A solar-powered beach umbrella capable of powering portable electronic devices, built by a team of students in the fall 2011 [Design Process] (http://archone.tamu.edu/college/news/newsletters/fall2009/stories/Rodney_design.html) class at Texas A&M, recently earned third place in the nationwide Innovative Design Competition sponsored by [Ascent Solar Technologies, Inc] (http://www.ascentsolar.com/) .
The competition drew entries from student teams across the country that were tasked to develop innovative applications for Ascent’s lightweight, flexible and glass-free solar panels.
The Aggie-designed umbrella collects and stores energy using solar panels and an on-board lithium ion battery that can power electronic devices via a USB outlet on the supporting pole.
Team member Eric Reese, a senior finance major, said “we began by asking ourselves where these panels could be used where they aren't in danger of getting damaged by the elements, like roof mounted solar cells, and where they have a competitive advantage over traditional grid power.”
The umbrella fit both criteria, he said, since people won’t be sitting at the beach in the rain and it provides electricity in the absence of other power sources.
Other students on the team were Margaret Weber, landscape architecture; Brittany Brown, business administration; Scott Frazier, ocean engineering; Briana Miles, environmental studies and Jon MacKay, civil engineering.
A portable solar powered water purification system designed by group of Boston University students captured first place, while a team of University of California, Berkeley students won second place with their scalable system of solar panels with a unique, flexible attachment method. The winners were announced April 10, 2012.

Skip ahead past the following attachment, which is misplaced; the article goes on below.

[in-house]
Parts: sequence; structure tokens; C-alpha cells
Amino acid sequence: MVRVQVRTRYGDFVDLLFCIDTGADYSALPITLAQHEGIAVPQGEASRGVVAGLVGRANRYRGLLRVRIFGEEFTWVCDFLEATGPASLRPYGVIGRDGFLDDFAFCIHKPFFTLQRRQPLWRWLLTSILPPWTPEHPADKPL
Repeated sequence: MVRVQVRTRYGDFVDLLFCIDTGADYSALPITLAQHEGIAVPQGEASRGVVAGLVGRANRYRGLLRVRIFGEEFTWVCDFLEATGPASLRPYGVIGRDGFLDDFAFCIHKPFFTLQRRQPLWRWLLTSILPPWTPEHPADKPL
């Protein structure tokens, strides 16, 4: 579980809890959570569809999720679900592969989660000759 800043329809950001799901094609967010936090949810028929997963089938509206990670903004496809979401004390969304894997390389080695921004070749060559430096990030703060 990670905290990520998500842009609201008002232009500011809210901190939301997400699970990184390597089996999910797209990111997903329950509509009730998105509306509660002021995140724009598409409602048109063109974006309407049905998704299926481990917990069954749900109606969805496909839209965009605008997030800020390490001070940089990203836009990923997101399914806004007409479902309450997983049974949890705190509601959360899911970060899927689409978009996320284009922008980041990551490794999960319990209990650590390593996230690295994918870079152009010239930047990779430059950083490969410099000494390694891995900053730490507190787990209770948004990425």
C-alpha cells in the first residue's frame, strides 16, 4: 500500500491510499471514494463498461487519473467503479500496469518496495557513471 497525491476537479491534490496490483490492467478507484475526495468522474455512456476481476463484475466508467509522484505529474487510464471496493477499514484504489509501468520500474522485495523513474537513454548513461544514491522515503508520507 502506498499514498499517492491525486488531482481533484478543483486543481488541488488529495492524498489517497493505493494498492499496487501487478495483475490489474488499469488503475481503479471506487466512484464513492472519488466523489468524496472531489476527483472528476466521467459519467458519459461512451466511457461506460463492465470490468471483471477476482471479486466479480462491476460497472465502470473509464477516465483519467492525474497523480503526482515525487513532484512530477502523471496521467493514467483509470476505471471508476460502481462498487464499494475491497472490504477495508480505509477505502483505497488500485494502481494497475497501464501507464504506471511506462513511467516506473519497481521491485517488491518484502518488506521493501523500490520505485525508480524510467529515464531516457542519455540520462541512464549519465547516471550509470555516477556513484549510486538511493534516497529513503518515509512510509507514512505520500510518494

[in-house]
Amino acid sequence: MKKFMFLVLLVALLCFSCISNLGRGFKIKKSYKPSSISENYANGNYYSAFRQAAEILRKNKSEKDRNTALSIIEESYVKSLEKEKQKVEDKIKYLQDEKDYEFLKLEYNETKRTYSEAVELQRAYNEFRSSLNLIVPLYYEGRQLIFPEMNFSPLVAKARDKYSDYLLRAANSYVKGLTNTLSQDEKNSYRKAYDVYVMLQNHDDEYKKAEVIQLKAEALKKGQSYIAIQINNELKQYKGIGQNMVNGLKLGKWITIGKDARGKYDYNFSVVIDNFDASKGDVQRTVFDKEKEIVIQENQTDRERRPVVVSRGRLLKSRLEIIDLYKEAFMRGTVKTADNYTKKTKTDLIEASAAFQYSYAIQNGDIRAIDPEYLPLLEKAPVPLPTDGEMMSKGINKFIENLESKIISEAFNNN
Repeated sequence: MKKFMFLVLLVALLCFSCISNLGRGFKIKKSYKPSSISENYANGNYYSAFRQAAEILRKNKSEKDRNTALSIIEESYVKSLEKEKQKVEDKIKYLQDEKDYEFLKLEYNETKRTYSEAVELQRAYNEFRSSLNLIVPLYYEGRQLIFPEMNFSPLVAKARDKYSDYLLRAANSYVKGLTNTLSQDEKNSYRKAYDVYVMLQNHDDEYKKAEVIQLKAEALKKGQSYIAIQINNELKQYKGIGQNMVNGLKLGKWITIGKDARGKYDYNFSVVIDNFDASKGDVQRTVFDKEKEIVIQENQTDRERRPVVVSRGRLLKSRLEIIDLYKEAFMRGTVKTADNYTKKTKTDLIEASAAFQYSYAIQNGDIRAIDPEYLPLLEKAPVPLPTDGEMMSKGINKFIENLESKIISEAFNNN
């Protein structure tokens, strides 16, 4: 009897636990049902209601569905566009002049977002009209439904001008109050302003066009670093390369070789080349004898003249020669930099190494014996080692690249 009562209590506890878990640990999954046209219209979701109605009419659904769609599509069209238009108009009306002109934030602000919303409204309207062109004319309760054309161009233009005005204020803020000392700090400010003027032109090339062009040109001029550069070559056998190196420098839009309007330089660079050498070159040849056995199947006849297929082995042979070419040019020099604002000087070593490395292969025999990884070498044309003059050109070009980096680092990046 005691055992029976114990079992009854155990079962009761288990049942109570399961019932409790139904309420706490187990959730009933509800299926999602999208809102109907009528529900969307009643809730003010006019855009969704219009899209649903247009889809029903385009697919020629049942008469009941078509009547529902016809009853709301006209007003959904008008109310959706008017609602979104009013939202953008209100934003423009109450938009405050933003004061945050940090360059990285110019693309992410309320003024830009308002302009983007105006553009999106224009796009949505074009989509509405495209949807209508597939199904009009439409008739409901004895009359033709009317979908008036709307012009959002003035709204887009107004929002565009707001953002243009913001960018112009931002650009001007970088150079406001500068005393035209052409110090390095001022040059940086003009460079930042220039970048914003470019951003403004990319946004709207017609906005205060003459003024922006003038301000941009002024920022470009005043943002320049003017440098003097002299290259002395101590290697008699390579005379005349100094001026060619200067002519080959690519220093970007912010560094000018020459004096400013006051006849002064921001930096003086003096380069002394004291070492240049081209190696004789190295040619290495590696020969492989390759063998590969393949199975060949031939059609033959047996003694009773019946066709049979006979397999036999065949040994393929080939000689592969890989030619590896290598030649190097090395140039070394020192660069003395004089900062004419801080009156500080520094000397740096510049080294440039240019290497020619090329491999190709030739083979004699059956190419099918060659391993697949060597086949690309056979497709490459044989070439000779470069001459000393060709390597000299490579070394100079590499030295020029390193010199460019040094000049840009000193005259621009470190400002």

Engineering and product development teams from Ascent Solar judged the projects on their ingenuity, usefulness and ability to transform the market. The top three teams won $10,000, $5,000 and $3,000, respectively.
In the [Design Process] (http://archone.tamu.edu/college/news/newsletters/fall2009/stories/Rodney_design.html) classes, led by Jorge Vanegas, dean of the College of Architecture, and Rodney Hill, professor of architecture, students create knowledge for individual and group projects. They must document and conduct patent searches on at least two innovative ideas each week. Numerous class projects have placed well in social entrepreneur competitions, and the students routinely generate and post YouTube videos to further illustrate their ideas.